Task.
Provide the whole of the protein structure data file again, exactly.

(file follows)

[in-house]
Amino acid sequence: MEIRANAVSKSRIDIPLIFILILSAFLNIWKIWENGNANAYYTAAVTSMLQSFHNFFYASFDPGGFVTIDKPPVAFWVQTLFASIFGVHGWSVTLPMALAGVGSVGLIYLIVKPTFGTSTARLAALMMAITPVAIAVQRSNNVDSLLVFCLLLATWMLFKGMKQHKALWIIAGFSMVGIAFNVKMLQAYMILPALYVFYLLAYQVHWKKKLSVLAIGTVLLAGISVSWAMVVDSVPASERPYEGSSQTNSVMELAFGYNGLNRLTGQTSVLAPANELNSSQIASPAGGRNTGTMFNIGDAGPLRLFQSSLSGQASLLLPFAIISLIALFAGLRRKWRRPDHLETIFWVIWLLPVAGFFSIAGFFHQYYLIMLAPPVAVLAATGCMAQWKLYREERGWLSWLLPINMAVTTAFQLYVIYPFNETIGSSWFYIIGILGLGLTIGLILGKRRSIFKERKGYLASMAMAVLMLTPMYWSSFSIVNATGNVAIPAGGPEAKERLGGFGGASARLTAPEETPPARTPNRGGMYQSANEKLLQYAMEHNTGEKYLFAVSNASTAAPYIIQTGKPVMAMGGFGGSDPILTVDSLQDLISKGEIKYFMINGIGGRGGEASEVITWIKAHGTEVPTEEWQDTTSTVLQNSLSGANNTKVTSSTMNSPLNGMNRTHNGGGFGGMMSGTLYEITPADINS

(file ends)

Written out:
[in-house]
Amino acid sequence: MEIRANAVSKSRIDIPLIFILILSAFLNIWKIWENGNANAYYTAAVTSMLQSFHNFFYASFDPGGFVTIDKPPVAFWVQTLFASIFGVHGWSVTLPMALAGVGSVGLIYLIVKPTFGTSTARLAALMMAITPVAIAVQRSNNVDSLLVFCLLLATWMLFKGMKQHKALWIIAGFSMVGIAFNVKMLQAYMILPALYVFYLLAYQVHWKKKLSVLAIGTVLLAGISVSWAMVVDSVPASERPYEGSSQTNSVMELAFGYNGLNRLTGQTSVLAPANELNSSQIASPAGGRNTGTMFNIGDAGPLRLFQSSLSGQASLLLPFAIISLIALFAGLRRKWRRPDHLETIFWVIWLLPVAGFFSIAGFFHQYYLIMLAPPVAVLAATGCMAQWKLYREERGWLSWLLPINMAVTTAFQLYVIYPFNETIGSSWFYIIGILGLGLTIGLILGKRRSIFKERKGYLASMAMAVLMLTPMYWSSFSIVNATGNVAIPAGGPEAKERLGGFGGASARLTAPEETPPARTPNRGGMYQSANEKLLQYAMEHNTGEKYLFAVSNASTAAPYIIQTGKPVMAMGGFGGSDPILTVDSLQDLISKGEIKYFMINGIGGRGGEASEVITWIKAHGTEVPTEEWQDTTSTVLQNSLSGANNTKVTSSTMNSPLNGMNRTHNGGGFGGMMSGTLYEITPADINS